In an attempt to get rid of a migraine Sunday I laid on the couch with a hot pack, watching the Teen Mom 2 marathon. I’ve never seen the show before but I’m pretty sure it’s not a recommended migraine cure. Until I finally watched an episode or ten, I don’t think I realized why I avoided it (aside from the fact that it’s a trashy reality show aimed at a generation I am years from being part of).
I cringed at the train wreck of a show. Girls leaving their babies with everyone but the local party store clerk, guys coming in and out of their lives treating parenthood as optional. I didn’t want to see myself in any of it. I wanted to see Ashlyn’s childhood through rose colored classes with a side of glistening sunshine.
But maybe there were a few things I identified with.
At 19 or 20, grocery shopping made me anxious. Not just because I had a three year-old ready-to-run-at-any-second child with autism strapped in my cart, but because I was trying to put on the best I-can-do-this show while performing the ultimate mom task.
I pretended to know just what coupons I could double and I always, always wore my glasses.
They made me look older.
I tried to not let my mouth fall open as I debated over cream of mushroom or chicken and wondered if people thought I was running errands for my mom. Scanning toddler cookies for sugar content was usually the point, I decided, most thought I was a dedicated nanny.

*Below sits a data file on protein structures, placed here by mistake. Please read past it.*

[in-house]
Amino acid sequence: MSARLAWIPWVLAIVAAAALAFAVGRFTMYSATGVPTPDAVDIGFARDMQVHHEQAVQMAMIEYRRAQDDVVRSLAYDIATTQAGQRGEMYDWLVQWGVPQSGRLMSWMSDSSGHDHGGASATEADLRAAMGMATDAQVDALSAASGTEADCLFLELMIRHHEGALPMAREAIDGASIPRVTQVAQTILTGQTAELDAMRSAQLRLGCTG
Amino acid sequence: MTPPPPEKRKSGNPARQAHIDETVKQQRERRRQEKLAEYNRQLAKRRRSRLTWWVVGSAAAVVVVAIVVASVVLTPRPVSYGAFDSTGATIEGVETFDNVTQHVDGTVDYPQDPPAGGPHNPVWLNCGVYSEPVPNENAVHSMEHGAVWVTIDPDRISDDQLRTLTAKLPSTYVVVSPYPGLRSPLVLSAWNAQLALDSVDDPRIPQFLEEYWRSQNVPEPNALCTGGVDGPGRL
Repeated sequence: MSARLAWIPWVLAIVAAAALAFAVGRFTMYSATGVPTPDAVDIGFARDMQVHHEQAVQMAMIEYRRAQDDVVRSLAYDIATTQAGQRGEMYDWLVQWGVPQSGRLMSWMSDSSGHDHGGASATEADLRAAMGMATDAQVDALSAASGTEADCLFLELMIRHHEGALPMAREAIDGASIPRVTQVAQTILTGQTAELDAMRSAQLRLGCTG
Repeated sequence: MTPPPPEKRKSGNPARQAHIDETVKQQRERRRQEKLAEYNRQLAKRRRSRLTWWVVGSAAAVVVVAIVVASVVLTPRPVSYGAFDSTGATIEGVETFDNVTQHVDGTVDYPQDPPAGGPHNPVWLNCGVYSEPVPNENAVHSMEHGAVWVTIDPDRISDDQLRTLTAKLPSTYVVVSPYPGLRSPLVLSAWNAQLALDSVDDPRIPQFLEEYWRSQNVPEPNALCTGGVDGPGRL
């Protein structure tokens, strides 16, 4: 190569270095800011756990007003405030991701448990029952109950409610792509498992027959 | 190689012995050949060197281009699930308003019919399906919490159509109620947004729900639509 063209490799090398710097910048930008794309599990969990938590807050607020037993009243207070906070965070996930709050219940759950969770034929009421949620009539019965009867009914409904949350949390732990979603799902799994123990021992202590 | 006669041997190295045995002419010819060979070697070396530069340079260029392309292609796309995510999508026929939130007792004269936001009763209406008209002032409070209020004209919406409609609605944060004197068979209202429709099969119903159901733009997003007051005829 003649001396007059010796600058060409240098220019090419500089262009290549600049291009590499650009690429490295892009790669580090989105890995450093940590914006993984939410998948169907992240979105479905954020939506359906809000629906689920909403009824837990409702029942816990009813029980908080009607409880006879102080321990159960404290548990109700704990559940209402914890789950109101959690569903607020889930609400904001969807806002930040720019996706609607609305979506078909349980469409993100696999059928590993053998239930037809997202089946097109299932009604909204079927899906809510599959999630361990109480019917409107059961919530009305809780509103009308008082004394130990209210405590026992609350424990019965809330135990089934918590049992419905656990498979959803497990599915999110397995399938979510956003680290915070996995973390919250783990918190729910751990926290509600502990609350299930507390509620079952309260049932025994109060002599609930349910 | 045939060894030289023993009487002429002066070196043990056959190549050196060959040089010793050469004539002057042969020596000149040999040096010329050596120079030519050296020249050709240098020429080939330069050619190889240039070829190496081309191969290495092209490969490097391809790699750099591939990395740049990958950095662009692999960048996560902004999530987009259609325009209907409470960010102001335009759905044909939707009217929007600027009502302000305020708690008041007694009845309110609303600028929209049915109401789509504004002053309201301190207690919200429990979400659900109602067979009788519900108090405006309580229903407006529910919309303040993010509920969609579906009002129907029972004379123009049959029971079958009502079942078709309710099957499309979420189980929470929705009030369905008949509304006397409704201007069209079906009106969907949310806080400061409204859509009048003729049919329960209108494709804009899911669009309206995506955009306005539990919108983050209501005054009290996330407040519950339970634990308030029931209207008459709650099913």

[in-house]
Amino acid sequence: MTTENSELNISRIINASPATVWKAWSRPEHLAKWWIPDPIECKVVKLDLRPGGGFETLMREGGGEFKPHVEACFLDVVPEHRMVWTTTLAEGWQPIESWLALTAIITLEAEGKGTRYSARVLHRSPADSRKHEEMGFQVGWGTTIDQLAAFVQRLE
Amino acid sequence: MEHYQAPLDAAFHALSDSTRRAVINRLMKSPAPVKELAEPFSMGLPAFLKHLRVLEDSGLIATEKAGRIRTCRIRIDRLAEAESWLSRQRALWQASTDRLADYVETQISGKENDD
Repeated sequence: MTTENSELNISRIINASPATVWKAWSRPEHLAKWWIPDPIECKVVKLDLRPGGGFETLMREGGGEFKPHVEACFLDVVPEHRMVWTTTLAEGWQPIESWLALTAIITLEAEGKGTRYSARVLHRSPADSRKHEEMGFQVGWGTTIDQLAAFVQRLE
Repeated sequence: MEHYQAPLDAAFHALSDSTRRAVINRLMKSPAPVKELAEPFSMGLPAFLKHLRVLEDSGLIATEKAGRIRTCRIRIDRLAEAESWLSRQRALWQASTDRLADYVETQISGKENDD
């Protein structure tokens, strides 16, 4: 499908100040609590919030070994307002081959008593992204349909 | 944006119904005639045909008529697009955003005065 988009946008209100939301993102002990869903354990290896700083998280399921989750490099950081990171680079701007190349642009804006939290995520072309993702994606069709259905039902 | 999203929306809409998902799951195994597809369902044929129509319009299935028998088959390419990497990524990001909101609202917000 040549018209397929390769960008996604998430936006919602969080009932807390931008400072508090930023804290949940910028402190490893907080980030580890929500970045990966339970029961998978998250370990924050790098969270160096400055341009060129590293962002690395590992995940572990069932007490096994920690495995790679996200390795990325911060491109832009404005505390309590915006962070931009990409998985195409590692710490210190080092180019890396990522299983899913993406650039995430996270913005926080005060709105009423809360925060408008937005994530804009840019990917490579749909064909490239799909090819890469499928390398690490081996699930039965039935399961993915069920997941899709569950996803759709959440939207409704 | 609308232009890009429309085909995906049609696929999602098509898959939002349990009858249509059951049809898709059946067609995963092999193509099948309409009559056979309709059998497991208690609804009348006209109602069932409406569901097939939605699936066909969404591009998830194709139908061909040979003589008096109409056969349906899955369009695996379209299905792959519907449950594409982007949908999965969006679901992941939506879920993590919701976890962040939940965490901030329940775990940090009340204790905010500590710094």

I spent years upon drama filled years trying to be a “mom.” Shuttling my daughter to doctor appointments and clumsily attempting time-outs, I was never really sure if this was what motherhood was supposed to look like.
Sunday night I grocery shopped by. my. self. and who says you can’t get nostalgic in a grocery store when you have time to finish a full thought inside your own head without being interrupted?
Standing in front of the canned tomatoes, trying to decide between stewed or diced or paste, I flashed back to the uncertain 20 year-old trying not to blow her cover. My heart started beating faster as a confident shopper breezed by, quickly grabbing spaghetti sauce. She didn’t even have a list.
There will always be someone doing it better, or at least making it look that way.
I shopped my way from aisle 5 to aisle 15 mulling over high fructose corn syrup and parenting failures then got as excited, as always, when the cashier told me how much I saved.
My trunk piling over with groceries I pulled in our driveway to a crowd running to greet me like it was Christmas,
not a single one of them noticing I bought rye instead of wheat.
Today I’m over at Childswork sharing one of my favorite things about Ashlyn and many other kids with autism. Maybe I didn’t do so bad after all, or maybe she’s just amazing.
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